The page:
In 2010 ‘Paco’s Men bade farewell forever to their Antena 3 viewers, or at least that’s what they thought at the time. They left, having become a veritable TV phenomenon that lasted 9 seasons, and which served as the launch pad for budding actors like Mario Casas, leaving behind in our collective memories one of TV’s most memorable “impossible” love stories of our times: that of Sara and Lucas.

They bowed out, believing their moment has passed. But what they didn’t realize back then was the formula they had hit upon, had no expiry date. Since then, on each occasion they have “returned” (in one way or another) no one has been left indifferent.

The first time was in April 2016, with the launch of the Atreseries channel which featured several of the media group’s most popular shows, including ‘Aquí no hay quien viva’, ‘Compañeros’, ‘The Boarding School‘,’ The Boat’… and, of course, ‘Paco’s Men’. The surprise came when they took stock of how the new channel was operating in its first month only to discover that the top 20 most viewed broadcasts were entirely those of the adventures of Paco Tous, Hugo Silva and Michelle Jenner.

And ten years later, that eternal romance between the audience and The Mediapro Studio‘s crime series was sufficient strongarming to convince Atresmedia to shoot a new season in two eight-episode blocks, loyal to its original essence, only in a modern-day setting.

With all that said and done, series creators took on the challenge to of accommodating their characters to the times that have changed us all by leaps and bounds. Daily lessons in feminism, LGBTQI visibility and turbulent times are just a sample of the  ingredients that currently go into ‘Paco’s Men who, for the second time, are back and once again, no one will be left remaining indifferent.

Technology, more present than ever

The return of the series sparked huge expectation and loyal fans were in front of their TV screens on May 10th to reunite with their favorite characters. That said, in the event some unexpecting and unprepared members of the public should cluelessly stumble across the broadcast without realizing this was a fresh batch of episodes, series creators took special effort in marking everyone’s card from the outset that our  protagonists are living in our time.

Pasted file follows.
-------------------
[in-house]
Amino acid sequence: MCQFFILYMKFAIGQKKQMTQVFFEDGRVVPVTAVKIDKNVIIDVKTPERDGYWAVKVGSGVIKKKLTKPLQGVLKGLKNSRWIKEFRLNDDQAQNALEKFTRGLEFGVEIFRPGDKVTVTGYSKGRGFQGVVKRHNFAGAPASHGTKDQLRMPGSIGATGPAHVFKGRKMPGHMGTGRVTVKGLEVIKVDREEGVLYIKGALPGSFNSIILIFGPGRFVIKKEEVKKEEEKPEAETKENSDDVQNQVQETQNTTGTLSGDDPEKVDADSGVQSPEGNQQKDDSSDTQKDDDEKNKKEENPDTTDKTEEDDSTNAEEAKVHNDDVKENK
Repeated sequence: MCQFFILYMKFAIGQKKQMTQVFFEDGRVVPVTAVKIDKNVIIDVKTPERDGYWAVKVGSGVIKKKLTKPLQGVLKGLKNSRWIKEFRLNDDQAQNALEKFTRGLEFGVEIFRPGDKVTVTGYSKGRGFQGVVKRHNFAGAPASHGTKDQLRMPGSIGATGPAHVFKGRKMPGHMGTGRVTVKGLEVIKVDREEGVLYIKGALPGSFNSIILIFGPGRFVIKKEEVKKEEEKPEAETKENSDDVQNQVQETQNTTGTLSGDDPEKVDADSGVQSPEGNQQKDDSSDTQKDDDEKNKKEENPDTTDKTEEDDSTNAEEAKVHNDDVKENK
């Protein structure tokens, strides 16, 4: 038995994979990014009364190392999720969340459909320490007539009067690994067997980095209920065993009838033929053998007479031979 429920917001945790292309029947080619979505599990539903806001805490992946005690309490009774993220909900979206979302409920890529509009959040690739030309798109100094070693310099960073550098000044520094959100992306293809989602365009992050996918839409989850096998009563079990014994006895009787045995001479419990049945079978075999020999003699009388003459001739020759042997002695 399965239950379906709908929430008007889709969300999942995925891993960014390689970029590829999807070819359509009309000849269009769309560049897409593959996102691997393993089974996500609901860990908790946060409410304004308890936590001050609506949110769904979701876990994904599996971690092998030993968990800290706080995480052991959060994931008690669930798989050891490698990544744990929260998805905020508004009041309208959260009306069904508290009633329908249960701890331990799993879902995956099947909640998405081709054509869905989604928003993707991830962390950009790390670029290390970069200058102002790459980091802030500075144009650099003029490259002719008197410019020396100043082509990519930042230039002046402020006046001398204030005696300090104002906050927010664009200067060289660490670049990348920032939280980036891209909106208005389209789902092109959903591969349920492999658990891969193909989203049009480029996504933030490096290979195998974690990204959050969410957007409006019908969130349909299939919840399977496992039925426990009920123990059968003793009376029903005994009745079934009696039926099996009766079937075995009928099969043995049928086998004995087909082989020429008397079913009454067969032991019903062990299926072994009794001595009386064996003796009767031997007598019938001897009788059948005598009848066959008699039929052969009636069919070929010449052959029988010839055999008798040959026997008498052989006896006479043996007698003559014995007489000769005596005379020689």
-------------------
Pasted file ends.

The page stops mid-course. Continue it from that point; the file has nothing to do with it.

In the first few minutes they had already had a conversation with the car robot charged with opening and closing the doors, even commenting how they were flirting on Instagram. Something unthinkable for the Pacos of a decade ago and, nonetheless, steadfast in conserving their original essence in all its splendor.

Women in power and greater sexual diversity

From the opening scene it’s made patent that the name ‘Paco’s Men’ is merely in place to preserve the original title, but it might now be easily rebranded as ‘Paco’s People’. The female characters carry just as much, if not more weight than the boys, maybe not

physically, but mentally as they are often the ones bringing home, and saving, the bacon. As would have been the standard in times past, our heroines are no longer mere obstacles or trophies, and instead stand tall as protagonists in their own right with their own narratives now transformed into role models.

Just as when Pepa and Silvia were also a reference as one of the first lesbian weddings of any Spanish TV series, now series creators are embracing transsexuality, banking on a character who shares this experience and will once again be assisting viewers in broadening their minds.

Cases fresh from the pages of breaking news

If the Pacos were dealing with current affairs 10 years ago, today’s crew are also venturing into some of the most controversial territory from headlines in recent times, which include the transfer of Franco’s coffin, to the Catalan independence movement, among others.

Contemporary cases that continue to force our protagonists to live close to the edge yet, masterfully combining frenetic action scenes with trivial conversations about their personal lives and wrapping it all up with a one-liner. An unthinkable mix of genres that always made this series unique and which, between talking robots and social networks, still works today.

Paula Hergar
Paula Hergar is a 360 journalist as Paquita Salas would say, writes about TV in Vertele and presents, writes, and directs Zapping on LOS40. In addition to collaborating in cultural programs in La 2 and being the author of the book ‘Around the world in 80 series’.